Director: Jaume Collet-Serra
Cast: Blake Lively, Óscar Jaenada, Brett Cullen, Sedona Legge
MPAA Rating: (for bloody images, intense sequences of peril, and brief strong language)
Running Time: 1:27
Release Date: 6/24/16
Review by Mark Dujsik | June 23, 2016
You can count the essential plot elements of The Shallows on one hand: a woman, a shark, a whale, a rock, and a buoy. For a while, only the first three really matter, and we might as well toss the tide on to the list, too, because, without it, there's no reason to include the buoy. Even then, though, this is about as minimalist a plot for a thriller as minimalist setups for thrillers can get.
The screenplay by Anthony Jaswinski doesn't waste time getting to the conflict (especially when one considers that, thanks to a prologue that's set at a later point in the story, the shark's first appearance is within the first few minutes of the film). It doesn't expend any unnecessary effort in devising complications that don't involve those primary elements. There are characters other than the woman, although they exist to get her to the location where the story unfolds, to provide the loosest background information on the protagonist, and, naturally, to show off the danger of the shark—just in case her first encounter with it isn't enough to solidify that fact.
Otherwise, the film is entirely concerned with the primal conflict between this woman and nature—the shark, the pounding heat of day, the freezing cold of night, the isolation of a place that doesn't appear on any map, coral that cuts like a knife, a storm in the distance, the tide that promises to cover the only definitive safety she has in water. Even with these restrictions, there's plenty with which the script plays.
The woman is Nancy (Blake Lively), a medical student who is in the middle of an impromptu vacation following her mother's death from cancer. She has become jaded with the world and the profession she had hoped to begin. Fighting, she tells her worried father (Brett Cullen) via video chat, doesn't really matter, because, in the end, the result is the same.
Nancy has arrived at a secret beach somewhere in Mexico to do some surfing—a place where her mother visited after discovering she was pregnant with Nancy. A local man (Óscar Jaenada) drives her there, jokingly refusing to tell her the name of the beach. Nancy's friend, with whom she went on vacation, sends her a text saying she won't be able to make it.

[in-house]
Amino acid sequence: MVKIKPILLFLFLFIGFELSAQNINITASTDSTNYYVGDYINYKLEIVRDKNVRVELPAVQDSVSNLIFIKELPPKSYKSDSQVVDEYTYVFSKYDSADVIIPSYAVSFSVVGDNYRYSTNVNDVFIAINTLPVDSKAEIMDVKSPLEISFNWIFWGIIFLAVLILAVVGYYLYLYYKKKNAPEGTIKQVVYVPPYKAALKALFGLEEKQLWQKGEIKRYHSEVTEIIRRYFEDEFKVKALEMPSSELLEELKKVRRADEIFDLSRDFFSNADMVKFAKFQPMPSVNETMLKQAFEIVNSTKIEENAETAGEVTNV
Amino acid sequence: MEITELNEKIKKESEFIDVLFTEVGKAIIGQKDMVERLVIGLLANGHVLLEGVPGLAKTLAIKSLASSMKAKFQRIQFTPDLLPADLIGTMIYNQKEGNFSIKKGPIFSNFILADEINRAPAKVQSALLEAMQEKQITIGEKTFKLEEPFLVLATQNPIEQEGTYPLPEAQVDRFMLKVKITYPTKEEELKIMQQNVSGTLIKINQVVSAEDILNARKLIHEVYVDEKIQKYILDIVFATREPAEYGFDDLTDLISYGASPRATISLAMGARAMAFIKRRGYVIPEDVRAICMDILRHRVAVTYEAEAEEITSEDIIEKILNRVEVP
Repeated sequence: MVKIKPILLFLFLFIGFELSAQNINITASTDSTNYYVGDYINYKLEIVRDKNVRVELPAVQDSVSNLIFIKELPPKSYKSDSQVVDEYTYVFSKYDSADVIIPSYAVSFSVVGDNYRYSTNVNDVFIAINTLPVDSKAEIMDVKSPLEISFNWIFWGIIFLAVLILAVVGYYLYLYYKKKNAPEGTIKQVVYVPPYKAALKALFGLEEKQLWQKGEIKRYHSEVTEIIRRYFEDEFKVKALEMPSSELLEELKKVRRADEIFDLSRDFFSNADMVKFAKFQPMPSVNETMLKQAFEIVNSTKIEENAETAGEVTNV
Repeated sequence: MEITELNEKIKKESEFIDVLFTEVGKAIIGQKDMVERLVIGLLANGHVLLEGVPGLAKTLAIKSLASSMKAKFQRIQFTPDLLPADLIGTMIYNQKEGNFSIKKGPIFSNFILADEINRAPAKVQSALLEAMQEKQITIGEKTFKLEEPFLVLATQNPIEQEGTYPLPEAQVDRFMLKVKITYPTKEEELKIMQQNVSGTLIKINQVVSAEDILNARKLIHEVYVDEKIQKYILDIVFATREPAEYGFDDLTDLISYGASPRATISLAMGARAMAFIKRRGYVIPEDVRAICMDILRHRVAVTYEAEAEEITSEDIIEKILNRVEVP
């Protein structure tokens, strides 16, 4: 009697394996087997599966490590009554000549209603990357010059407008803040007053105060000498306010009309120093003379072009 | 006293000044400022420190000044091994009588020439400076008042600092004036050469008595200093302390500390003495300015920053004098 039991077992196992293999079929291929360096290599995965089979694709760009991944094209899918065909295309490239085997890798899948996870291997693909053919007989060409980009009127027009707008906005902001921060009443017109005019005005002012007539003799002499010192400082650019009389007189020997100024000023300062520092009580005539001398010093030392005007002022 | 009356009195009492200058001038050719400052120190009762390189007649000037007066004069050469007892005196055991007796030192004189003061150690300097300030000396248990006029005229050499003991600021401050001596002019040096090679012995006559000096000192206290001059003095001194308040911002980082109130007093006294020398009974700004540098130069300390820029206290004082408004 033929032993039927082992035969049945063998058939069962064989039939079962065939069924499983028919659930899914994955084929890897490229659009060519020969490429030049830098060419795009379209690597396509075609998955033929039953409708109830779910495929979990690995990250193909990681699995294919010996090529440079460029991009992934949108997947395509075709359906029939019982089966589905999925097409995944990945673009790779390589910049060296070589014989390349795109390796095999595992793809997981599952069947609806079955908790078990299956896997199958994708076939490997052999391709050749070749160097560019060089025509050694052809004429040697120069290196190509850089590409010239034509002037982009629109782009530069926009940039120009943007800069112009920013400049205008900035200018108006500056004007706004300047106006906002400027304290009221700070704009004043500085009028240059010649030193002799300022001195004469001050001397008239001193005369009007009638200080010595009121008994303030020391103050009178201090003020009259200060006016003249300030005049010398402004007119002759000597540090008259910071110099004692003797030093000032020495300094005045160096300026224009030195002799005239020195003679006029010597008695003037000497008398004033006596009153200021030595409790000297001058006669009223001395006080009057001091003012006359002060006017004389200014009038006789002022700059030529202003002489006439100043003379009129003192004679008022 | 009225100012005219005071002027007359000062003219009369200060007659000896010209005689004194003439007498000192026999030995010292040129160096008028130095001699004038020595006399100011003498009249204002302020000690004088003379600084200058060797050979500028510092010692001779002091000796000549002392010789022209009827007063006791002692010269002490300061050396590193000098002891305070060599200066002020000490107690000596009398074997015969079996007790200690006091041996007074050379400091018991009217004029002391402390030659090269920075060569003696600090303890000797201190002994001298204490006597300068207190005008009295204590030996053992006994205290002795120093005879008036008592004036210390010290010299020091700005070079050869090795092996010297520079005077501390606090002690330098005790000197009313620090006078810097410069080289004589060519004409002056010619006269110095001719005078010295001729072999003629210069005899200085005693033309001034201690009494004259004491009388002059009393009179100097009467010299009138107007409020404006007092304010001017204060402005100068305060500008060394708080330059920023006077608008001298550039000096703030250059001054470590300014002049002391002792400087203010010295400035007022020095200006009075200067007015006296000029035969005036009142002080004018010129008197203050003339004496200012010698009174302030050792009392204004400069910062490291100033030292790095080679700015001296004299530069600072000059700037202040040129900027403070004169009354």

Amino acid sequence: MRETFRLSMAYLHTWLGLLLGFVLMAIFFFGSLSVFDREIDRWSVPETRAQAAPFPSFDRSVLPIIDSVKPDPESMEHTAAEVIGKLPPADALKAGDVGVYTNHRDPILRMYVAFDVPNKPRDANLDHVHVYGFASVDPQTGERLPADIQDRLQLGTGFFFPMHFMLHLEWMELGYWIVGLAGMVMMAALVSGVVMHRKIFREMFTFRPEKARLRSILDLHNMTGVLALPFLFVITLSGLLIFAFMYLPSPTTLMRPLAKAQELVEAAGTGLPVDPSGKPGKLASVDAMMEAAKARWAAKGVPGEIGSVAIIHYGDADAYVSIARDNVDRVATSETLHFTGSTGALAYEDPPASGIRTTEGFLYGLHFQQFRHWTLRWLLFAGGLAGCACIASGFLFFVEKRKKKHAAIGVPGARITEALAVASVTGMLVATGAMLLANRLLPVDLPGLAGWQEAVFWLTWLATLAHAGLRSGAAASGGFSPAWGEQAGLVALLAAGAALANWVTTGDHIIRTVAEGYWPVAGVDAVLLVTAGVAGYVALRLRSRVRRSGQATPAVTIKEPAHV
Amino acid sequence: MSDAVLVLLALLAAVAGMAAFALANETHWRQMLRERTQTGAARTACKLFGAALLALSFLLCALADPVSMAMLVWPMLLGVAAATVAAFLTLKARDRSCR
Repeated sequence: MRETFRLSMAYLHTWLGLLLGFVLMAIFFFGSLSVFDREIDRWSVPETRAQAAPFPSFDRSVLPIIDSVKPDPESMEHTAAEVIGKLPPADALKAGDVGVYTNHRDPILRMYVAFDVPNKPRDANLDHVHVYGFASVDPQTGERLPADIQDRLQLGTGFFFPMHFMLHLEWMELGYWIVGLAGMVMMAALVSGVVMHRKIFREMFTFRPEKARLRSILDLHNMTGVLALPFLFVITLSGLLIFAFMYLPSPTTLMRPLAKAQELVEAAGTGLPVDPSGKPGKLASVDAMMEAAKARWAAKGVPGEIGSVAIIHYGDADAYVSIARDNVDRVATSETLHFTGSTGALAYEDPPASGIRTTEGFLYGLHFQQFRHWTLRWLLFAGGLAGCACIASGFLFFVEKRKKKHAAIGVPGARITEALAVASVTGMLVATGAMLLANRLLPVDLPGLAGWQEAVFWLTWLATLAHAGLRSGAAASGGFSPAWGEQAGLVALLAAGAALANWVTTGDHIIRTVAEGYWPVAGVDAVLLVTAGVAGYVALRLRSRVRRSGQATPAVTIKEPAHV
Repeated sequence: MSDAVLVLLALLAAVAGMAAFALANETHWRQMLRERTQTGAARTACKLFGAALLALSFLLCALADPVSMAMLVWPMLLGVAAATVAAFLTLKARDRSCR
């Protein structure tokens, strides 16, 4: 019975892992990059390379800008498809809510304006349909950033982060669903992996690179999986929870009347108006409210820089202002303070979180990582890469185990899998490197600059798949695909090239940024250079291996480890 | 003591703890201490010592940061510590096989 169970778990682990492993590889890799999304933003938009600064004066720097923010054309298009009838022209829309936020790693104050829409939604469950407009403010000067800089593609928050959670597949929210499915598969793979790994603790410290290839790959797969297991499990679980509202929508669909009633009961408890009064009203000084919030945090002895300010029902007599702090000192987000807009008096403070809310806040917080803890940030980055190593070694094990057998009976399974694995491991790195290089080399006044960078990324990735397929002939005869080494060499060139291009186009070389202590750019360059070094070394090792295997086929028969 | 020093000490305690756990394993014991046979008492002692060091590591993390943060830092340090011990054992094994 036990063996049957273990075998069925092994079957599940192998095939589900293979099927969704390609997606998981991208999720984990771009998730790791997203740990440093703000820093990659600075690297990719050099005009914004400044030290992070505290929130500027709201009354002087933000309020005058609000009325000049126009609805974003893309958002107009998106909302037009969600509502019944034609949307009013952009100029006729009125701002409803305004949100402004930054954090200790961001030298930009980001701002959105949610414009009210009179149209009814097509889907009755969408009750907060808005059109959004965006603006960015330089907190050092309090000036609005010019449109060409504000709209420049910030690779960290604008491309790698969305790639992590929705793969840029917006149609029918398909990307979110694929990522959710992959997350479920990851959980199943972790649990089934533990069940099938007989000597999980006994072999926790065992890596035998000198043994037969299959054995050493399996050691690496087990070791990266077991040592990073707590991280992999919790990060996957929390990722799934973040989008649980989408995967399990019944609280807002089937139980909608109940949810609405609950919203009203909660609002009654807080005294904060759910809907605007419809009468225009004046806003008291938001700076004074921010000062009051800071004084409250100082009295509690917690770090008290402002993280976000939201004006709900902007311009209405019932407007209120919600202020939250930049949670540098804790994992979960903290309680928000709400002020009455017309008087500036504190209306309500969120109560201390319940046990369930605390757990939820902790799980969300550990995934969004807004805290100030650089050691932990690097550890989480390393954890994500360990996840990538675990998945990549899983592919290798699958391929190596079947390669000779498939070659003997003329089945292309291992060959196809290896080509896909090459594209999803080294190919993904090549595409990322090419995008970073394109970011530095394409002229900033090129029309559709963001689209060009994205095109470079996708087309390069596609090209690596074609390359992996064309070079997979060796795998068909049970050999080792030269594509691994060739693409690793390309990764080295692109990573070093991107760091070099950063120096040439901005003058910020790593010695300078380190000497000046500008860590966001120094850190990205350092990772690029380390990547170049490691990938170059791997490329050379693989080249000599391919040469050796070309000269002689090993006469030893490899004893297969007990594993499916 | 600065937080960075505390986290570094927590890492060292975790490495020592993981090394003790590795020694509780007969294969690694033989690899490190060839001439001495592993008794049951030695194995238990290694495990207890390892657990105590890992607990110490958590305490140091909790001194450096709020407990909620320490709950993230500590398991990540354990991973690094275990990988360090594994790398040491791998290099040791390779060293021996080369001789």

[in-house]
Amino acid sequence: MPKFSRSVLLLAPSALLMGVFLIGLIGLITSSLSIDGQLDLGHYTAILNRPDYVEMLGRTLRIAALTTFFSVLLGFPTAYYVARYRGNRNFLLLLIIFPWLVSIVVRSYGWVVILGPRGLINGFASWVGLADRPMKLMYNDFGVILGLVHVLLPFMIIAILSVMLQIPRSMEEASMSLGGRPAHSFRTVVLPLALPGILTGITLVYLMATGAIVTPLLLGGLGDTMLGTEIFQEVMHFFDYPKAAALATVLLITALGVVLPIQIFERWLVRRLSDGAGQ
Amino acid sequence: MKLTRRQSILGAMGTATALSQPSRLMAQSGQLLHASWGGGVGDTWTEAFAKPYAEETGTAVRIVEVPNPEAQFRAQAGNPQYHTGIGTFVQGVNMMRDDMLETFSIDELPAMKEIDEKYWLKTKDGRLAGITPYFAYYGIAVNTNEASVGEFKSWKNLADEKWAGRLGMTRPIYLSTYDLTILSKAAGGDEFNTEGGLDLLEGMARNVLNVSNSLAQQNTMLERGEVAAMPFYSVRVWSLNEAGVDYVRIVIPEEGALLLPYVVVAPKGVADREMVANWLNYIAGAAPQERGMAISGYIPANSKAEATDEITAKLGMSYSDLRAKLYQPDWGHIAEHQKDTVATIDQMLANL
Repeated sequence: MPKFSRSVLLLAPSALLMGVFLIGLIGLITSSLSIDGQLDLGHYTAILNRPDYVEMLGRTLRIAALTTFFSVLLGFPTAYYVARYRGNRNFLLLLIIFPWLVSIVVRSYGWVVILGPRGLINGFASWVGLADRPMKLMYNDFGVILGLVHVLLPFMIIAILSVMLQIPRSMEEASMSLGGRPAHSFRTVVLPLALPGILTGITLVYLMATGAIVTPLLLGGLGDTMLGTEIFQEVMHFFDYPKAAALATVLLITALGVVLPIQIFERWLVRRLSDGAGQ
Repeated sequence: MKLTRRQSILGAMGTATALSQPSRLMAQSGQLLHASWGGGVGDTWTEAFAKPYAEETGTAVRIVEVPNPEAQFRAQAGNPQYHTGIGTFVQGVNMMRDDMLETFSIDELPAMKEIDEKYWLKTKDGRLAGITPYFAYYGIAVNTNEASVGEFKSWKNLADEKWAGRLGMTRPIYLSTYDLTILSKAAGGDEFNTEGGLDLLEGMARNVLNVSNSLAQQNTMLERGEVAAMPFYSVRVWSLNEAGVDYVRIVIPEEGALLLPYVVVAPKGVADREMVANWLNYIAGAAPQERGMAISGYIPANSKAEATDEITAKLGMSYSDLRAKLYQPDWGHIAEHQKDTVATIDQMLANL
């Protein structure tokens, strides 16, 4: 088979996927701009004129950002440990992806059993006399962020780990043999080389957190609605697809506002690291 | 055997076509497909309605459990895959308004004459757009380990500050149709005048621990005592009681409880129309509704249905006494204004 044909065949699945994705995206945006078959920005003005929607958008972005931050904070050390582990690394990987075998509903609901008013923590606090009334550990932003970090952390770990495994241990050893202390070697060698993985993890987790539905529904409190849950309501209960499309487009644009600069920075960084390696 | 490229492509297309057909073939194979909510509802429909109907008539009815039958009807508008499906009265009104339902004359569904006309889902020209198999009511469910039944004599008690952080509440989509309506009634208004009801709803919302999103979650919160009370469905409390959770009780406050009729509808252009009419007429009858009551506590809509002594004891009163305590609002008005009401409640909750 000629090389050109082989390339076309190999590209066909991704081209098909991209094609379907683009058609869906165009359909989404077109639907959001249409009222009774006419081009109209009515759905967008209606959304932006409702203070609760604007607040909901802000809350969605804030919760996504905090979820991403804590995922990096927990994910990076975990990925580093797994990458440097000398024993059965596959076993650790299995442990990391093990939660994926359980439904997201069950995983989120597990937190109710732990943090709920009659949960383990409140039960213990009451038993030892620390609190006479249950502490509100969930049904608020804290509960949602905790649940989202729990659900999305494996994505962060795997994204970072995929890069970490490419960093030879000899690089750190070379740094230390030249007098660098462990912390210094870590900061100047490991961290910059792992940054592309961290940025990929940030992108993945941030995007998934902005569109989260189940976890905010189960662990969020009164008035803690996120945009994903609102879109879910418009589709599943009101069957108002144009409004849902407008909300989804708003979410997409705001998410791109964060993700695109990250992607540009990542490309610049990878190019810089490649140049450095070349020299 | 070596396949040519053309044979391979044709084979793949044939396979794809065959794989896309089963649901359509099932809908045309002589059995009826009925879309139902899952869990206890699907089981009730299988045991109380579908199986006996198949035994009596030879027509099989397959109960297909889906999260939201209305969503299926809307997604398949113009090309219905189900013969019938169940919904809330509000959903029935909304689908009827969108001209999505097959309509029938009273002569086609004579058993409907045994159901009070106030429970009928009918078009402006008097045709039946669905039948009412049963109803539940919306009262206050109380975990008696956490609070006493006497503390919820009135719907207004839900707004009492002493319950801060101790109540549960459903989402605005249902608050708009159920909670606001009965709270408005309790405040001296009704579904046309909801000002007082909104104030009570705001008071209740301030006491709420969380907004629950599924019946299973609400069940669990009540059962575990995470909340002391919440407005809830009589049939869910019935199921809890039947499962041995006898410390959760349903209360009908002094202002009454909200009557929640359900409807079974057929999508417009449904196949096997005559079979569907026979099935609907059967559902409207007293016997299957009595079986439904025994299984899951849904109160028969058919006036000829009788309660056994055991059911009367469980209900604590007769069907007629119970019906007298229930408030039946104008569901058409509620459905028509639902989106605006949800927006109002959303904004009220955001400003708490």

A couple of guys are already there, enjoying the waves. She joins them for a while. As they start to pack up their jeep to leave, she heads out a bit father into the water, looking for one last wave. While swimming that way, she spots a strange mass in the water with seagulls circling around it. It's a wounded whale with a large chunk of flesh ripped from it. The shark that's feeding on it doesn't appreciate the unwelcome company.
At this point, what's important is that Nancy is alone (save for a scene-stealing wounded seagull that serves as an uncaring confidant for her plans). Her only possibilities for help have already left, are out of earshot on the beach, or are a phone call away when her phone is completely out of reach. Director Jaume Collet-Serra and cinematographer Flavio Martínez Labiano ensure that we have firm grounding on distances and, in the case of the rock upon which she finds herself stranded, the limited space available to Nancy to move. The camera ducks under the water along with her frantic attempts to reach safety, travels across the seafloor as the current violently pulls her into rocks and coral, and hovers straight up in the air—looking down upon the massive silhouette of a beast that is about three times as long as Nancy is tall and about two-and-a-half times as wide as her frame.
We get considerable looks at the shark, which is, admittedly, more convincing in its shorter, less clear moments. The visual effects are serviceable, although they suffer more during the climax, which might have a bit too much going on at once (It involves a storm, fire, and a lot of underwater action).
By that point, though, it doesn't really matter. The shark remains a terrifying threat because Collet-Serra uses plenty of tricks in terms of editing and timing (Nancy's use of stopwatch to figure out how much time she has to swim from one spot to another is especially ingenious, particularly in the way she doesn't take into account that the shark might move faster with a potential meal in the water). Jaswinski's screenplay keeps the shark's appearances to an effective minimum, too, which heightens their impact (One attack on an unaware visitor to the beach is presented through the look of horror on Nancy's face). There's a lot of tension in the way Nancy must tend to her physical (suturing a sizeable gash with only her earrings) and psychological states, and the slowly approaching high tide makes for a logical ticking clock.
Lively's performance is key, and she gives Nancy plenty of fight underneath her weariness and clever resourcefulness under pressure (It's a credit to Jaswinski's screenplay that we're never entirely certain about the specifics of some of Nancy's plans and to Lively that we're confident the character has a good one, nonetheless). These three elements—the sympathetic central performance, the tight screenplay, the clear-eyed direction—make The Shallows a solid reminder that, while it might not always be more, sometimes less is just right.
Copyright © 2016 by Mark Dujsik. All rights reserved.
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